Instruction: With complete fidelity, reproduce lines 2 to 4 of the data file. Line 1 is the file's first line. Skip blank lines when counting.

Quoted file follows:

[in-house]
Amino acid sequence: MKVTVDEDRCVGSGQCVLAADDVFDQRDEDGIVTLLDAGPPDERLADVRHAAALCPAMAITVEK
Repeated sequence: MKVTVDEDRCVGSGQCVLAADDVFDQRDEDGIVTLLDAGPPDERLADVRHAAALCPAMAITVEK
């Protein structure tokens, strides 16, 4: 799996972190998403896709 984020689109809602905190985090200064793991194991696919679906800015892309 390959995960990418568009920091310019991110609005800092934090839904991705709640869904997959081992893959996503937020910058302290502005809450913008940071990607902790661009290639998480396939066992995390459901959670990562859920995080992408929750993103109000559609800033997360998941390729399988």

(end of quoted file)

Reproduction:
Amino acid sequence: MKVTVDEDRCVGSGQCVLAADDVFDQRDEDGIVTLLDAGPPDERLADVRHAAALCPAMAITVEK
Repeated sequence: MKVTVDEDRCVGSGQCVLAADDVFDQRDEDGIVTLLDAGPPDERLADVRHAAALCPAMAITVEK
């Protein structure tokens, strides 16, 4: 799996972190998403896709 984020689109809602905190985090200064793991194991696919679906800015892309 390959995960990418568009920091310019991110609005800092934090839904991705709640869904997959081992893959996503937020910058302290502005809450913008940071990607902790661009290639998480396939066992995390459901959670990562859920995080992408929750993103109000559609800033997360998941390729399988």